Android LogoLocalizing Your Android App

You’ve built your app and released it in English only. It’s now time to localize the app and make it available in a number of different languages around the world.

There are essentially 2 areas that you need to translate in order to successfully market your app in the non-English speaking countries of the world.

Marketing Content
  • Play Store Description
  • Keywords
  • Supporting Website
The App
  • User Interface
  • Help

The following sections describe how to prepare your app for translation. They will describe how to set up your Android project so that the entire user interface, including error messages, can be translated into multiple languages.

At the end of the exercise, you will have learned how to prepare your app so that it can be translated into any language.

 

1. Externalizing strings

Hard-coded strings such as error messages and UI elements must be externalized from your source files in order to translate your app. The Android SDK support getText() which works with a file called strings.xml to facilitate the externalization and localization of these strings.
  • Open your Android project.
  • If you do not have a file called strings.xml, you need to create one.
  • Put this file in your values directory
A screenshot showing an example of an Android project structure.
  • The format of strings.xml looks as follows:
An example of the Android native file format strings.xml.
  • The resources section contains a list of strings
  • Each string has a unique identifier
  • These identifiers are used to load the required strings in code using getText()
An example showing the getText() function.
  • The call to getText() above will load the string “Stopped” for the key “message_stopped”
  • All user visible strings in your UI should be “externalized” from the code using calls to getText(), and creating the appropriate entries in strings.xml
  • Once your code is prepared and all of the UI content is externalized into strings.xml, you are ready to start the process of localizing your app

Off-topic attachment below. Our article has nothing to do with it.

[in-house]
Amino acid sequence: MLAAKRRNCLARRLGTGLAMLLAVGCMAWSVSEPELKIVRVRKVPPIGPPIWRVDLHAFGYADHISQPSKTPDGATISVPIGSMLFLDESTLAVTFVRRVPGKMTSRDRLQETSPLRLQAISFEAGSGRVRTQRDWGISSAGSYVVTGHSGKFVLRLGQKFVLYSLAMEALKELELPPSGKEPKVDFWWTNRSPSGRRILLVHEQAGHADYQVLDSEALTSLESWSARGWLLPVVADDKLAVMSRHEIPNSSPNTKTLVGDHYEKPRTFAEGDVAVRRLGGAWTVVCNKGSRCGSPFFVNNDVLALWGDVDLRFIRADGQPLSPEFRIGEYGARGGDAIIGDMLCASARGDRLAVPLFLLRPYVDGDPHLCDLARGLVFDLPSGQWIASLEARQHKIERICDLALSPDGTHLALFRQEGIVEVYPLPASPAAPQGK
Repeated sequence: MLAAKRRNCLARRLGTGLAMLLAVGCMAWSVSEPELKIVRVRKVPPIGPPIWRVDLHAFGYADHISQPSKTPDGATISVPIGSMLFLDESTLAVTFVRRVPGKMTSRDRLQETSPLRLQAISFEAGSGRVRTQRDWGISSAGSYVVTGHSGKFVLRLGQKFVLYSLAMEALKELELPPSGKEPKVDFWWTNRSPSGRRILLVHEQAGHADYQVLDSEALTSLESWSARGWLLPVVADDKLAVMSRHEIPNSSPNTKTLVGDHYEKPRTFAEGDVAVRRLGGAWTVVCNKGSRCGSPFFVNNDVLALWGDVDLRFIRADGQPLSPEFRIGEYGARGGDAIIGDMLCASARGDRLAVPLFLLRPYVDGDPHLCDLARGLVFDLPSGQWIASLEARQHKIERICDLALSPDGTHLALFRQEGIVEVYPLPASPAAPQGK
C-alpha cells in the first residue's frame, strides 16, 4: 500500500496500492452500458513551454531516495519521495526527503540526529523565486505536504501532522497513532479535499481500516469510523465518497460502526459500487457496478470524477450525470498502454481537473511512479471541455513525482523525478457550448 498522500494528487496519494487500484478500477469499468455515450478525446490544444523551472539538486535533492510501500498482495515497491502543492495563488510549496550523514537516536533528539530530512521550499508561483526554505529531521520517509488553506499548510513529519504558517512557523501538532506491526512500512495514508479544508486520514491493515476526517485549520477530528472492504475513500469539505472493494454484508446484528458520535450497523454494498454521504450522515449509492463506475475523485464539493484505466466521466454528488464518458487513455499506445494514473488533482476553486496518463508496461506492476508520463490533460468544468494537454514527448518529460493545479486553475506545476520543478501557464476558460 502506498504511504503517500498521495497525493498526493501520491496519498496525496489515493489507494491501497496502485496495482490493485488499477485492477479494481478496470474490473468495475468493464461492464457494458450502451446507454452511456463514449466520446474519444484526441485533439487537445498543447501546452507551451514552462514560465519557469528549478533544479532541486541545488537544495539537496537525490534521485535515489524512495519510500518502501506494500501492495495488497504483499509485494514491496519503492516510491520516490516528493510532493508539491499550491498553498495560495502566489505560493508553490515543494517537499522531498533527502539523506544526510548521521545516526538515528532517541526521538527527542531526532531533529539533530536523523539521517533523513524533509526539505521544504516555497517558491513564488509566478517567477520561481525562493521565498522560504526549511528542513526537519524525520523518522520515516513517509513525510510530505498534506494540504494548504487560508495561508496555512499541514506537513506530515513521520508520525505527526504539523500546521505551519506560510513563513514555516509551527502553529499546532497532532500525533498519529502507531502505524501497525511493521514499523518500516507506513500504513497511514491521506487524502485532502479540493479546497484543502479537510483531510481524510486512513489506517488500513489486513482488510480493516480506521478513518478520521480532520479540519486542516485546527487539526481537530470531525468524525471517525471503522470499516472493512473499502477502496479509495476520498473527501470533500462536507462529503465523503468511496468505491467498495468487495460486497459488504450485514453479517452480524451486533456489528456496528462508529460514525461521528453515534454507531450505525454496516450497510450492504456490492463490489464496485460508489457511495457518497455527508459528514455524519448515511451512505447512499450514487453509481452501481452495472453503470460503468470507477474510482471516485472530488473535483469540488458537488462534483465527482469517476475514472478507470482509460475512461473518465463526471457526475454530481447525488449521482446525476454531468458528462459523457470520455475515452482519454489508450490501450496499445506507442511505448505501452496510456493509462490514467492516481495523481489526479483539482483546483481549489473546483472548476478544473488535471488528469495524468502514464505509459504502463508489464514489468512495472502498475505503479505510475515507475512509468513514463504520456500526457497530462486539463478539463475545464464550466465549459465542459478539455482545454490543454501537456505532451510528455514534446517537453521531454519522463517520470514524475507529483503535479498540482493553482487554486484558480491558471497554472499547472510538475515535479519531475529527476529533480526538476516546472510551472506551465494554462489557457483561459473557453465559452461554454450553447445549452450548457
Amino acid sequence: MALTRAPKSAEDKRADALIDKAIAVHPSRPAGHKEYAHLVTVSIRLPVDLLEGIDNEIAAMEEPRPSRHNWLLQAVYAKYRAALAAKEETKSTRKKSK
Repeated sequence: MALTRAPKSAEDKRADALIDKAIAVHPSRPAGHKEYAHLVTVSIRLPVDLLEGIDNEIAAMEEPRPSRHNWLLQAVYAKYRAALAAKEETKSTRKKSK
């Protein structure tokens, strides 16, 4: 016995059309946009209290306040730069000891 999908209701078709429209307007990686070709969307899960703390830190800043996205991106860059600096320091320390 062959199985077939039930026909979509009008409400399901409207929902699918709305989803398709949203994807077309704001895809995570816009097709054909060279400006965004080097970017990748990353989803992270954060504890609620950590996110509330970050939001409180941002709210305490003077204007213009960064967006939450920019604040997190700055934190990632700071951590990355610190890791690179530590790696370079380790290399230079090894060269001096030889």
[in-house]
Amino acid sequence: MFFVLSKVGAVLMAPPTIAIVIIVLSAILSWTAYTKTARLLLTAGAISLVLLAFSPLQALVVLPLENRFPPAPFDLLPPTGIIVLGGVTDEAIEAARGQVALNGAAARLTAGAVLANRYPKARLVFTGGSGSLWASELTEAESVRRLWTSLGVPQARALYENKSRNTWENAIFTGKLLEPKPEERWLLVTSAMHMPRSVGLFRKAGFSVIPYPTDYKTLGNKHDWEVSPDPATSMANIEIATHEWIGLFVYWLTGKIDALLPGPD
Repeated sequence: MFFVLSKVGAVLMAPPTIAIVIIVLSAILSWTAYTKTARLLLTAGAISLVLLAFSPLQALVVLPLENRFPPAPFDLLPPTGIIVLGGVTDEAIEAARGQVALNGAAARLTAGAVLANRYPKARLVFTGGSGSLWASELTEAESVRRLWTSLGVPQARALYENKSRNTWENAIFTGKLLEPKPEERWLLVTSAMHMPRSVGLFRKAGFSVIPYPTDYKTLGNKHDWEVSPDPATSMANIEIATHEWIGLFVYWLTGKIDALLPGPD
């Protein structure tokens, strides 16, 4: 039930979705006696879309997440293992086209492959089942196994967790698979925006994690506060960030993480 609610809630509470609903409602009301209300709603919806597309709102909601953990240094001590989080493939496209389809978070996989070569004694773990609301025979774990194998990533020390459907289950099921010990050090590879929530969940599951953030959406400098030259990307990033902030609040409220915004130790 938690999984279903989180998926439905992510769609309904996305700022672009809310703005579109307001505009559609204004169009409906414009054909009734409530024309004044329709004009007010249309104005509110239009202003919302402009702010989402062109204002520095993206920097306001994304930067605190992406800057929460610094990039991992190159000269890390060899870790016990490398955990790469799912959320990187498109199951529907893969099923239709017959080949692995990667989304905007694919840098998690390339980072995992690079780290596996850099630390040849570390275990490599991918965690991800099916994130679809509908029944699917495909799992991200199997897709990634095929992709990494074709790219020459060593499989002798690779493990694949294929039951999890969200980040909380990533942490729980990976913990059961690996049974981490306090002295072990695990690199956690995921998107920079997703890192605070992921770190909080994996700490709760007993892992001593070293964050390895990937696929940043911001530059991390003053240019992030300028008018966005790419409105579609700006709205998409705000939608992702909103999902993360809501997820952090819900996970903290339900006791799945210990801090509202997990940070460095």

Here are some images of the running app:
An Android app running.
An Android app running.
An Android app running.
As you can see, all of the English text is nicely displayed and everything fits in the menus provided.


2. Setting up Locales

Localizations for various languages are built into your apk file directly. There is no need to ship different language versions of your app. The Android SDK provides full international support for different locales.
To add a new locale to your app:
  • Create a new directory in your res folder
  • If you want to localized your app into French, name this directory values-fr
  • The French version of the file strings.xml will be placed in this directory once it is translated


3. Pseudo-localization Testing

A great way to test the localizability of your app prior to actually getting real translations is to use pseudo-localization. Pseudo-localization is a process that “touches” all of the characters in a localizable string. There are many different methods that can be employed to achieve this. At Tethras, we provide a pseudo-localization scheme which accents all of the vowels and consonants, and lengthens the text by approximately 30%.
That is worth repeating.

Á grèát wᥠtô tèst thè lôçálïzábïlït¥ ôƒ ¥ôúr ápp prïôr tô áçtúáll¥ gèttïñg rèál tráñslátïôñs ïs tô úsè psèúdô-lôçálïzátïôñ. ôñè twô thrèè ƒôúr ƒïvè sïx sèvèñ èïght Psèúdô-lôçálïzátïôñ ïs á prôçèss thát “tôúçhès” áll ôƒ thè çháráçtèrs ïñ á lôçálïzáblè strïñg. ôñè twô thrèè ƒôúr ƒïvè sïx sèvèñ Thèrè árè máñ¥ dèrèñt mèthôds thát çáñ bè èmplô¥èd tô áçhïèvè thïs. ôñè twô thrèè ƒôúr ƒïvè Át Tèthrás, wè prôvïdè á psèúdô-lôçálïzátïôñ sçhèmè whïçh áççèñts áll ôƒ thè vôwèls áñd çôñsôñáñts, áñd lèñgthèñs thè tèxt b¥ ápprôxïmátèl¥ 30%. ôñè twô thrèè ƒôúr ƒïvè sïx sèvèñ èïght ñïñè

You get the idea.

Now to put this into action.

  • The file below is the pseudo-localized version of strings.xml
  • This pseudo-localized version of strings.xml has been placed in the values-fr directory
  • If we now run the app under the French locale in the emulator, we can review the pseudo-localized “French” version of the app and test for localizability

4. Switching Locales

  • Go to System Settings

  • Choose Language & input

  •  Select Language
  • Choose Français (France) from the list that appears
  • The UI of the phone will switch over to French
  • You are now ready to run the app and test the localizability using pseudo-localization

  • In the screenshot above, the text all displays correctly. However, if translation into a language causes the text to grow by more than 30%, the second line of the “Press Up To Play” message may intersect with the lunar module.
  •  In this screenshot, everything appears fine. However, the algorithm of increasing the length of each string by 30% might not be good enough to emulate the translation of single words into other language.
  • Let’s increase the length of the pseudo-translations and see what happens.
  • Android has dynamically changed the menu from 2 rows x 3 columns to 3 rows x 2 columns to accommodate the length of the text. Clever.
Pseudo-localization testing allows you to easily look for hard-coded strings in your app, and to view what will happen to your menus and layouts due to text expansion during translation.